antidepressants and are less likely to be
    discontinued because of side-effects.
    CBT should be considered for patients with
    recurrent depression who have relapsed
    despite antidepressant treatment, or who
    express a preference for psychological
    interventions.

    •Maintenance treatment with
    antidepressants
    Patients who have had two or more
    depressive episodes in the recent past, and
    who have experienced significant functional
    impairment during the episodes, should be
    advised to continue antidepressants for 2
    years.

    •Combined treatment for treatment-
    resistant depression
    For patients whose depression is treatment
    resistant, the combination of antidepressant
    medication with CBT should be considered.

    No mention of side effects such as Akathisia , Serotonin Syndrome, Depersonalisation , Derealisation , or possible increased aggression and suicide risks….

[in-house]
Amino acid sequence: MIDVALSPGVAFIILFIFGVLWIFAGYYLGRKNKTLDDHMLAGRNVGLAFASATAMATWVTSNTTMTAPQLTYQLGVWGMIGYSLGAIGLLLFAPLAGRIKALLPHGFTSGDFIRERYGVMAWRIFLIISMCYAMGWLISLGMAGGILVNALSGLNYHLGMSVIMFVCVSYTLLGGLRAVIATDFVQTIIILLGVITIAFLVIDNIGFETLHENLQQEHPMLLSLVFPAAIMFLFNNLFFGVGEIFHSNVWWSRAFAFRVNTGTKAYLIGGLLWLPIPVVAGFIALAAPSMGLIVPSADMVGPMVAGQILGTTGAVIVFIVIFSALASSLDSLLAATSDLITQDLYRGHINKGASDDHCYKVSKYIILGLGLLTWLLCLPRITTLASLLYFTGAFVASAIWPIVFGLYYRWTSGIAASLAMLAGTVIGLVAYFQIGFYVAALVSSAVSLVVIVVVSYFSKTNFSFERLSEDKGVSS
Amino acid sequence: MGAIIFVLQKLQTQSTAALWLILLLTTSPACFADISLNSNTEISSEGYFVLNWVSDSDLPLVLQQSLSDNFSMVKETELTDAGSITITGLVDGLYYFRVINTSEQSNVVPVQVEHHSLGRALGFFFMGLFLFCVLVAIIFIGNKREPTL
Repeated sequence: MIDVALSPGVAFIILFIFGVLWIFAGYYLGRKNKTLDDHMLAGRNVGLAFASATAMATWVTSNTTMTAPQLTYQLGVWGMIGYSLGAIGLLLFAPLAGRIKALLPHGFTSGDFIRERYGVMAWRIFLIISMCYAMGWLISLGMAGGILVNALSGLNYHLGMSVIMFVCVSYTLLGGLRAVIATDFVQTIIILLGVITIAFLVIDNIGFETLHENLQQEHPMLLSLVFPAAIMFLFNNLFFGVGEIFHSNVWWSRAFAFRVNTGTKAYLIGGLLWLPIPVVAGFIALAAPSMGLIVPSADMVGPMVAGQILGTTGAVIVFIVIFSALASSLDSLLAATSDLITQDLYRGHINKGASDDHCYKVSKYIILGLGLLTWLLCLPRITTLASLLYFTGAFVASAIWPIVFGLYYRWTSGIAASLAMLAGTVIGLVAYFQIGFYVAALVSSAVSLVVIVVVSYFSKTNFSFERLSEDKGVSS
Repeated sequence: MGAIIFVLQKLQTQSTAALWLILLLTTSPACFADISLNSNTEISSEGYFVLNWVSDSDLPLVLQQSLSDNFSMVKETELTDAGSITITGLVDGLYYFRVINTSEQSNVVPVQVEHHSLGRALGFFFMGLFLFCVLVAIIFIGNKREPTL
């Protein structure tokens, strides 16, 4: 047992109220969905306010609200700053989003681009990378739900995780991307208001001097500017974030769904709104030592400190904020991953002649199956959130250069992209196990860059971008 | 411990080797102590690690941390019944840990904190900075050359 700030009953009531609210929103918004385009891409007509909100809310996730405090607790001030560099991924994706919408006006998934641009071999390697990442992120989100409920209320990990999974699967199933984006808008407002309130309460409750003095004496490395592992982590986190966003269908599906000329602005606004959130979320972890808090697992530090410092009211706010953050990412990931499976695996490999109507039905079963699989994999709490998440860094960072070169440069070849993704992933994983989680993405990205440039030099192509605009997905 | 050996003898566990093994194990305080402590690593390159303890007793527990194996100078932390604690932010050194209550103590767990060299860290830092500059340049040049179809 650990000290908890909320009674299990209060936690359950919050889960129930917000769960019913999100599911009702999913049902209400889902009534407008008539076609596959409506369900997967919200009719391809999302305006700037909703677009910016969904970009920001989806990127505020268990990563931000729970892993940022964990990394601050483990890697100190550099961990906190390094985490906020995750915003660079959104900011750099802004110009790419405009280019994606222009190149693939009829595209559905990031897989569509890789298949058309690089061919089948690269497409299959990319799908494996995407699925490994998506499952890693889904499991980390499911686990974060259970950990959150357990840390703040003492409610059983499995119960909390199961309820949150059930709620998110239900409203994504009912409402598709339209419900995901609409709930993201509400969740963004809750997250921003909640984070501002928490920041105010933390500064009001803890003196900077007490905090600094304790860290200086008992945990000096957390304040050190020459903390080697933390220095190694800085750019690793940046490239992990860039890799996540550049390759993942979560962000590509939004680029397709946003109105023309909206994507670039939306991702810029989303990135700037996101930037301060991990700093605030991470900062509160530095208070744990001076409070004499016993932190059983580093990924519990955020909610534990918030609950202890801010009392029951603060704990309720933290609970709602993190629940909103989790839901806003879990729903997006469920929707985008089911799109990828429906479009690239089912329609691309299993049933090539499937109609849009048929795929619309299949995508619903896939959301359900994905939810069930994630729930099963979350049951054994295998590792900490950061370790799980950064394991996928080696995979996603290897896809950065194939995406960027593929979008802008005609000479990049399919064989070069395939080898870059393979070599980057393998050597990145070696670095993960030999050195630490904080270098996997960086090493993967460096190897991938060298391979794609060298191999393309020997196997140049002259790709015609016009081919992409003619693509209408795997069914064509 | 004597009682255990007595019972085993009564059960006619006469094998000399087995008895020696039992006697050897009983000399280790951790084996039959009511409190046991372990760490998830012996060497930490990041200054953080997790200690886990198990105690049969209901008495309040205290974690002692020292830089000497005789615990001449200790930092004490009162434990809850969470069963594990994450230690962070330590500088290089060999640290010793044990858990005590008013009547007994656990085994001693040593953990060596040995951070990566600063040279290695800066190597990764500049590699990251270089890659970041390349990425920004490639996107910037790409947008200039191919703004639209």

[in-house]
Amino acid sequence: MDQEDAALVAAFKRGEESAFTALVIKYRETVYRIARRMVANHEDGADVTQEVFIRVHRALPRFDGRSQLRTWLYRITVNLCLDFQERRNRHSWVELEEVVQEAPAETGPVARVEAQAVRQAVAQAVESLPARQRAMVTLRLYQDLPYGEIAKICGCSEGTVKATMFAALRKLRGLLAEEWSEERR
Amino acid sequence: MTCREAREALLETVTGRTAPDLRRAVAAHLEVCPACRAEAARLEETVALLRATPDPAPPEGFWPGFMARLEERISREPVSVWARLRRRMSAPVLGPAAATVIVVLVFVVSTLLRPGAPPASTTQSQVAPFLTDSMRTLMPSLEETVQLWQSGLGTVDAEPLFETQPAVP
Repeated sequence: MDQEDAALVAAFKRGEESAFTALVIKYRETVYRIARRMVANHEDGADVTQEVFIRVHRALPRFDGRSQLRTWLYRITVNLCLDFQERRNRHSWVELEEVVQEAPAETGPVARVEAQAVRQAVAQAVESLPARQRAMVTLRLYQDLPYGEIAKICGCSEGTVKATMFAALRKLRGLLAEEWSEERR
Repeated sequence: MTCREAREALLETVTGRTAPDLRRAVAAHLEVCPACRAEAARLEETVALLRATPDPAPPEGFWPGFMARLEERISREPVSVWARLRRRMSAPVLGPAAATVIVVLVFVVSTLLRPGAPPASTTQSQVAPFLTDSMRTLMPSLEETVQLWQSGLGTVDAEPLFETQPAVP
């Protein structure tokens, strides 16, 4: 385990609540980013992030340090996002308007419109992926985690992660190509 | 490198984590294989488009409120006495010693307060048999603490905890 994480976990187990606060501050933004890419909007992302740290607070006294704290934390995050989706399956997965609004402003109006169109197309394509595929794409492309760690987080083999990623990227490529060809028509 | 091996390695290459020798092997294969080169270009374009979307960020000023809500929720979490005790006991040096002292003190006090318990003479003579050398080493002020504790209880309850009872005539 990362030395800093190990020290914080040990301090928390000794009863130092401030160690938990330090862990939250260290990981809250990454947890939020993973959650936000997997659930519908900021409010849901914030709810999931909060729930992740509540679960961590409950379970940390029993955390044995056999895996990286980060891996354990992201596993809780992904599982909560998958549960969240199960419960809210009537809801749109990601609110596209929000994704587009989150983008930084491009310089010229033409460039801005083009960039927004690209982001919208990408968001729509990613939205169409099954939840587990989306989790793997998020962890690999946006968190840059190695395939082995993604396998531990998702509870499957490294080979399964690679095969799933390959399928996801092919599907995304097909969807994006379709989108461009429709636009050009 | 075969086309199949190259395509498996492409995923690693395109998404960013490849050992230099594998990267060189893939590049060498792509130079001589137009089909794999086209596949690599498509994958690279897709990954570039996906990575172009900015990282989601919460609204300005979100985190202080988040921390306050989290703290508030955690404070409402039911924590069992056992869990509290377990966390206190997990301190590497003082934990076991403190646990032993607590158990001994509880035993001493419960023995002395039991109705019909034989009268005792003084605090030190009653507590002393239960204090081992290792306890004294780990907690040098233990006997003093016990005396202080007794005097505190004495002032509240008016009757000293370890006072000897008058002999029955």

I fail to see what real use the articles in this magazine are to the patient or GP’s …

    But it would clearly benefit the Drug Company ( Lundbeck in this case) because the aim of the sponsorship would be to advertise the Lundbeck Logo/Brand, to promote SSRI’s, and to get the magazine into GP’s offices , surgeries and waiting rooms…

    I am sure that the authors of the articles had good intentions when they wrote their pieces in regard to CBT/SSRI’s, Good Doctor patient relationships, Symptoms of depression etc… ( at least I would hope they had) but at the end of the day, it seems to me to be more Marketing over content. And I would have to question what benefits it would have for the depressed patient or indeed the GP who might read it…